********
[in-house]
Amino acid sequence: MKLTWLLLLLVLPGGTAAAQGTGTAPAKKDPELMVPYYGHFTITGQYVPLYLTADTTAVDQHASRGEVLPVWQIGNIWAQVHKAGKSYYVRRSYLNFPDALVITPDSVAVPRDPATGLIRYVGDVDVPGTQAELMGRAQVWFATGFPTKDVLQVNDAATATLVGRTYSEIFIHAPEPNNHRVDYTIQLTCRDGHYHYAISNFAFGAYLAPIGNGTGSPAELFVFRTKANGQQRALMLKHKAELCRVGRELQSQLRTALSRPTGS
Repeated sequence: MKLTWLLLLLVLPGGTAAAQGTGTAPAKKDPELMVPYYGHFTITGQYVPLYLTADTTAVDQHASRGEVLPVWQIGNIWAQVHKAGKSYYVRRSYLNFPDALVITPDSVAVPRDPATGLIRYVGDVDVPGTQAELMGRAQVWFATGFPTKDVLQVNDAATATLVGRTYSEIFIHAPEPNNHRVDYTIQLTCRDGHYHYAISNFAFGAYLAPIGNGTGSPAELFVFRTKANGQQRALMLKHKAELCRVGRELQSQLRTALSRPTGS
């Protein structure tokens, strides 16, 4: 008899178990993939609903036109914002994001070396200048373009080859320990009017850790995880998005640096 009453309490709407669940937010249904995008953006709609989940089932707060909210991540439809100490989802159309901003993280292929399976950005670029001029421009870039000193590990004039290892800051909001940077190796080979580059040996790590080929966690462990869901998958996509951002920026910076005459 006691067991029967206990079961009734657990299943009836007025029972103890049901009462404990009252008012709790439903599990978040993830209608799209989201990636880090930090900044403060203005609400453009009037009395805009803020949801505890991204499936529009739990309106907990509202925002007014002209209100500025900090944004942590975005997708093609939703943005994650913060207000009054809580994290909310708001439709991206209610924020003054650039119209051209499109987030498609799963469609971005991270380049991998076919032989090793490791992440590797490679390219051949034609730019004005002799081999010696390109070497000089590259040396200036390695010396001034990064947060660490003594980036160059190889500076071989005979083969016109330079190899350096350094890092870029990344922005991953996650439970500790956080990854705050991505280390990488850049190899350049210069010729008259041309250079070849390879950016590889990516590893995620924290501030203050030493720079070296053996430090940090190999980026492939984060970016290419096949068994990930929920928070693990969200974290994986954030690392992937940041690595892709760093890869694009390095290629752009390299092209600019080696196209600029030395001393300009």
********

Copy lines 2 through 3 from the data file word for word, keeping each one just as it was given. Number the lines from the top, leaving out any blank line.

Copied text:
Amino acid sequence: MKLTWLLLLLVLPGGTAAAQGTGTAPAKKDPELMVPYYGHFTITGQYVPLYLTADTTAVDQHASRGEVLPVWQIGNIWAQVHKAGKSYYVRRSYLNFPDALVITPDSVAVPRDPATGLIRYVGDVDVPGTQAELMGRAQVWFATGFPTKDVLQVNDAATATLVGRTYSEIFIHAPEPNNHRVDYTIQLTCRDGHYHYAISNFAFGAYLAPIGNGTGSPAELFVFRTKANGQQRALMLKHKAELCRVGRELQSQLRTALSRPTGS
Repeated sequence: MKLTWLLLLLVLPGGTAAAQGTGTAPAKKDPELMVPYYGHFTITGQYVPLYLTADTTAVDQHASRGEVLPVWQIGNIWAQVHKAGKSYYVRRSYLNFPDALVITPDSVAVPRDPATGLIRYVGDVDVPGTQAELMGRAQVWFATGFPTKDVLQVNDAATATLVGRTYSEIFIHAPEPNNHRVDYTIQLTCRDGHYHYAISNFAFGAYLAPIGNGTGSPAELFVFRTKANGQQRALMLKHKAELCRVGRELQSQLRTALSRPTGS